The CMMC assessment body Cask Government Services remains within the orbit of multiple criminal probes, per an analysis of court docket filings by Oxebridge for three current cases.

USA v Gutierrez

James Soriano

As reported in December 2021, Oxebridge identified Cask as “Contractor-1” in the criminal case USA v Gutierrez. In that case, the defendant Liberty Gutierrez pleaded guilty (here) to conspiracy to commit money laundering and fraud. According to the court records, Cask hired Gutierrez upon the prompting of former SPAWAR contracting officer James Soriano; in return, Soriano steered at least one government opportunity to Cask.  Gutierrez then shared a portion of her illegal salary with Soriano, who hid some of the money in a “golf bag,” according to court filings.

Later, the court record revealed, Cask hired Soriano’s wife, Weng “Rowena” Cornejo Soriano. In exchange for the hiring, Soriano helped illegally steer Dept. of Defense contracts towards Cask.

Despite the guilty plea, the Dept. of Justice had not arrested Soriano, nor any of the management of Cask. Instead, the Gutierrez case has been continually extended, as the DoJ continues to investigate. Gutierrez is awaiting sentencing, but is likely cooperating with investigators in return for a suspended sentence.

USA v Parker

Dawnell Parker

In October of 2023, the DoJ arrested another NWIC employee, Dawnell Parker, and accused her of years of bribery. In that case, Soriano is only referred to as “Co-Conspirator X,” but the allegations made track with those made in USA v Gutierrez.

Like Gutierrez, Parker pleaded guilty (here), but did so in mere weeks. In her plea, Parker admitted she worked with Soriano at the Naval Information Warfare Center, formerly SPAWAR; Soriano was her superior, and the two — according to the court filings — colluded to accept bribes from at least two defense contractors in return for steering millions of dollars of DoD contracts to the companies.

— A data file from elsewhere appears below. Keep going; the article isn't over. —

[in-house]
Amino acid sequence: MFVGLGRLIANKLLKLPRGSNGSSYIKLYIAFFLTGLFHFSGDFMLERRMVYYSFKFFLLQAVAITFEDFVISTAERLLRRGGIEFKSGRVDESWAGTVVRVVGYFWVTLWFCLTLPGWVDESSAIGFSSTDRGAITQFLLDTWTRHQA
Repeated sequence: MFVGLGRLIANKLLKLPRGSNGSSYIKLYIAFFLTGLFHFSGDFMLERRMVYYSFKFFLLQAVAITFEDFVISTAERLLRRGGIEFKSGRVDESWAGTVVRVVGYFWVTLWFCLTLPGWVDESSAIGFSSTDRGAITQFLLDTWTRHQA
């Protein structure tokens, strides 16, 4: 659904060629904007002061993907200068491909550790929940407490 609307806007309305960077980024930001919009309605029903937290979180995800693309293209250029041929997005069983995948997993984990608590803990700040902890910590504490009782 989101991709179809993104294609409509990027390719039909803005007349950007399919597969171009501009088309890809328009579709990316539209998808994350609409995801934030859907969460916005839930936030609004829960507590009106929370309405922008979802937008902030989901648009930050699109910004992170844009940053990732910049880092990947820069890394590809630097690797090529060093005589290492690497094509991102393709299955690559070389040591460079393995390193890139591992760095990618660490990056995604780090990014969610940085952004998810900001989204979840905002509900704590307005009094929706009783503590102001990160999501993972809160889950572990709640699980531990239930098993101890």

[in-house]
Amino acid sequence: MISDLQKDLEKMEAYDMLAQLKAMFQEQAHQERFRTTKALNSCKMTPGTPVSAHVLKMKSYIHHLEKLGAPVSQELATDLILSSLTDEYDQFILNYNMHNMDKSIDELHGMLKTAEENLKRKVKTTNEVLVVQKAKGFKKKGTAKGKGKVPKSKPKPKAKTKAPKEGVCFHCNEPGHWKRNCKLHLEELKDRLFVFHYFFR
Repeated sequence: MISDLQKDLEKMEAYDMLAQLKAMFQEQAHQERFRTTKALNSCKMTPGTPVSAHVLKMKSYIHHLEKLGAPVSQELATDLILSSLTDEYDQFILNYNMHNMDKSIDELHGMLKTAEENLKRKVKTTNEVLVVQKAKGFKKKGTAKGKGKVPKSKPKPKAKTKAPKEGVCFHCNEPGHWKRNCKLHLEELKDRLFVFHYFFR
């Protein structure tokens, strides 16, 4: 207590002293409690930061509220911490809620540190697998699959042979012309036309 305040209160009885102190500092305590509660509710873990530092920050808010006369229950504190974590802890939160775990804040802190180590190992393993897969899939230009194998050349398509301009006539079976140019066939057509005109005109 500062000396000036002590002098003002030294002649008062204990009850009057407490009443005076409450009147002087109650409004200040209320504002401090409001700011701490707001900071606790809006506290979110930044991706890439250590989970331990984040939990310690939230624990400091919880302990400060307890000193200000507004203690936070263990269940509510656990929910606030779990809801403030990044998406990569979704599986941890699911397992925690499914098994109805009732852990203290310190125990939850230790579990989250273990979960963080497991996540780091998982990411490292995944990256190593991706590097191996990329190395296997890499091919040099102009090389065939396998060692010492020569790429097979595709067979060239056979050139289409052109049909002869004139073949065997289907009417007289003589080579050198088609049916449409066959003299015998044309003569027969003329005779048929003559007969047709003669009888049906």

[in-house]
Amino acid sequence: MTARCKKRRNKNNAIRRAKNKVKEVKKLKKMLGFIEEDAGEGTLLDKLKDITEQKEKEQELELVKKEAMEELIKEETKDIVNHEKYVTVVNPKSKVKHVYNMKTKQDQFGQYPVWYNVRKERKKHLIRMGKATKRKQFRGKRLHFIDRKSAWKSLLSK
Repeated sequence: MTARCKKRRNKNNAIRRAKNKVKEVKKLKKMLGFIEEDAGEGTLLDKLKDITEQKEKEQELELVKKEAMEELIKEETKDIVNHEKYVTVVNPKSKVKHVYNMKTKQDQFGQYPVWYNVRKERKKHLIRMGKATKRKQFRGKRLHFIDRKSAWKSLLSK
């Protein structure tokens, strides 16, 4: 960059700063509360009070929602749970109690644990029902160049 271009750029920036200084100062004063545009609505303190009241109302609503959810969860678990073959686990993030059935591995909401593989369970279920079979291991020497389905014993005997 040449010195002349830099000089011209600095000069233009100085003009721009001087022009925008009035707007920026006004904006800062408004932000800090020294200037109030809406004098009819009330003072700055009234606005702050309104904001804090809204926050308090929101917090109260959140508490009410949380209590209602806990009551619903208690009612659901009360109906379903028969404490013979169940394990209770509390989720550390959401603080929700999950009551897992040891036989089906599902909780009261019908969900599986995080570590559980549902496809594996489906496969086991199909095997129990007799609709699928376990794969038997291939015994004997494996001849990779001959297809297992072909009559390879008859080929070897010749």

One of these companies, called “Contractor-B” in the docket, appears to be Cask, and “Co-Conspirator B” is one of the managers of Cask. In the filing, the DoJ and Parker reveal that “Contractor-B” has headquarters in San Diego CA and Stafford VA, the same locations as Cask. The docket then repeats the details made in USA v Gutierrez, claiming Cask management “gave [Soriano’s] wife a job working at Contractor-B at [Soriano’s] request.” 

The Parker case reveals additional possible crimes by Cask, however. The plea admission by Parker goes on to claim, as fact, that “Co-Conspirator B tried to hide the fact that [Soriano’s] wife was working at Contractor-B by paying her through other businesses either owned or controlled by Co-Conspirator B.” The docket claims that Co-Conspirator-B then “founded small businesses including businesses that purported be Native Hawaiian SBA(8) businesses.”

Oxebridge previously reported that Cask’s owner, Elizabeth Guezzale, also owns Pinao Consulting, which had received DoD contracts. Pinao Consulting is listed as an 8(a) Economically Disadvantaged Woman-Owned Small Business (EDWOSB). According to that company’s website, it took its name from the Hawaiian word for “dragonfly.” As a result, it appears that Co-Conspirator B is Guezzale.

Pinao Consulting holds a current ISO 9001 certificate issued by Perry Johnson Registrars.

The DoJ claims that Co-Conspirator B “used these small businesses to win contracts that [Cask] was not able to win.

The docket goes on to outline various payments and gifts bestowed by Cask to Soriano and/or Parker, including a “dinner at Seasons 52 in San Diego CA” where “Co-Conspirator-B paid $524.74 for the meal.” According to Google maps, Seasons 52 is less than two miles from the Cask HQ in San Diego.

USA v Soriano